Painting in memory of Bob THE SOUTH County Senior...

Scene and Heard in Anne Arundel

July 11, 1999

Painting in memory of Bob

THE SOUTH County Senior Center is offering a Bob Ross painting class, but don't expect Bob to be there -- much less taking telephone inquiries.

The center's manager, Sharon Poet, said she recently had a caller asking for Bob Ross. Poet said that when she tried to explain Bob was not there, the caller replied, "Could you possibly give me his phone number?"

Unfortunately, the host of the PBS television show "The Joy of Painting" died a few years ago.

The course -- which will be held from 9 a.m. to noon the next five Wednesdays -- is taught in the Bob Ross tradition.

You can get information on it by calling the center at 410-222-1927.

-- David Michael Ettlin

Those true patriots

ON THEIR way to the Fourth of July festivities at the Washington Monument last weekend, a group of Anne Arundel patriots -- mostly moviegoers and book-readers -- mused on whether anyone in the bunch knew the lyrics to "The Star-Spangled Banner."

The gauntlet cast, they started singing -- robustly on the first lines, then fading into forgetful confusion. Oh well.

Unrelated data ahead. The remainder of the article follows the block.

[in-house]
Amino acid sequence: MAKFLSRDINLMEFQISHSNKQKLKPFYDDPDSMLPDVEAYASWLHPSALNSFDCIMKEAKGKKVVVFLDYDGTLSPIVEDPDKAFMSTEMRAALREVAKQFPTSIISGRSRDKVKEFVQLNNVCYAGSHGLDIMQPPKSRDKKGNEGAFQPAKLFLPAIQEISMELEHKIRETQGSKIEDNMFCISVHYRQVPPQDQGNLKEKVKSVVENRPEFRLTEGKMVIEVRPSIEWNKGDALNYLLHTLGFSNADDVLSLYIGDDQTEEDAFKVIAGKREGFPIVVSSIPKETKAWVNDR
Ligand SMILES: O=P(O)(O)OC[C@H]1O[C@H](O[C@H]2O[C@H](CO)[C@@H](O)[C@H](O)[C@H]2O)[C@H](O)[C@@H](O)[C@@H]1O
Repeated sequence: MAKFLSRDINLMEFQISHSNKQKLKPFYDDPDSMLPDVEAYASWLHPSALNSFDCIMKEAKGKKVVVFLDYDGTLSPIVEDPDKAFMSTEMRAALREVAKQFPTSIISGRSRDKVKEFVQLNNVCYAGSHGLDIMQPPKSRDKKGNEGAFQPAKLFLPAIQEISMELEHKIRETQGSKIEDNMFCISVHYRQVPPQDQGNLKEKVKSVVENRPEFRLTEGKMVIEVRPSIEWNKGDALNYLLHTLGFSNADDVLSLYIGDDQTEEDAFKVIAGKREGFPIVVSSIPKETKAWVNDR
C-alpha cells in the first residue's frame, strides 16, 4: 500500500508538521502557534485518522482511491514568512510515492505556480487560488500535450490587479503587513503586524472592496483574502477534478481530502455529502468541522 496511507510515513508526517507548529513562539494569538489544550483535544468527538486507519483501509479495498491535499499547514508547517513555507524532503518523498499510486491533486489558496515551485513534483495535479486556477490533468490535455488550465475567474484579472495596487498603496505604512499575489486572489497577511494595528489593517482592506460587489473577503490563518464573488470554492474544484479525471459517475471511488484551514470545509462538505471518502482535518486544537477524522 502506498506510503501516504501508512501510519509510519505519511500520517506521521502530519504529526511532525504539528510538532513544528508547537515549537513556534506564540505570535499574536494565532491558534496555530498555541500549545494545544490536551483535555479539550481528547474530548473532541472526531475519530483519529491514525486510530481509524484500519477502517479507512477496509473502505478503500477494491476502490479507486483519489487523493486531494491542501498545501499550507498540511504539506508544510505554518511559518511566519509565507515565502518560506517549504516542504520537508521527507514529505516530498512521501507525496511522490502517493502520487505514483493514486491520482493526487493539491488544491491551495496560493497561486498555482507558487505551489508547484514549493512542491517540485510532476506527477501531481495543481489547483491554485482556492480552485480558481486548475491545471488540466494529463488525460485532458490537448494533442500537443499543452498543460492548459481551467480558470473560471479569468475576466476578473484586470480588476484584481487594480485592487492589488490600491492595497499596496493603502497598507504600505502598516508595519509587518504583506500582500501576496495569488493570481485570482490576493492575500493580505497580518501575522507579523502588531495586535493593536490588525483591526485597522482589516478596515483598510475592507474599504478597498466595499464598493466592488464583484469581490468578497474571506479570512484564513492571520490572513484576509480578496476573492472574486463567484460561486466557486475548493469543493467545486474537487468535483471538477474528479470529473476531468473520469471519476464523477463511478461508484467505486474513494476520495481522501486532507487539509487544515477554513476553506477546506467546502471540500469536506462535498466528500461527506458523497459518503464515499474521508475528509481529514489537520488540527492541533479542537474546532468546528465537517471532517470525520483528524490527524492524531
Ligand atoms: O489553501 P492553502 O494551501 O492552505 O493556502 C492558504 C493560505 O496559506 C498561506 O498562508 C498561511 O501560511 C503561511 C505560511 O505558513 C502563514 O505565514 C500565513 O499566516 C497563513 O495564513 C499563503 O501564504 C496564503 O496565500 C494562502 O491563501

On the return home after the sweltering but spectacular festivities, the group was crammed uncomfortably into an overstuffed Metro car. As the train sped on its way, two sweating but happy men in the back broke into a rousing "Star-Spangled Banner."

They sang every line confidently, missing not a word.

And at the end they shouted: "Play ball!"

True patriots.

-- Lynn Medford

It's nice to be ignored

COUNTY EXECUTIVE Janet S. Owens recently returned from a week in Ireland. While in Belfast, she stayed at the Europa Hotel -- the same place where peace talks were under way to resolve "The Troubles."

"There must have been 150 reporters there, and not one of them wanted to talk to me," she recalled as she was being ambushed by journalists outside a recent County Council meeting. "It was wonderful!"

-- Matthew Mosk

All in favor of the tree

WHEN MEMBERS of the small-area planning group in Severn were asked what features of their neighborhood they would like to see preserved, they had one immediate response: "The tree."

They were referring to a tree that sits smack in the center of a Severn street.

"Occasionally people get attached to funny little things like that," said one committee member. "It's a miracle the thing's still alive."

-- Matthew Mosk

Pub Date: 7/11/99

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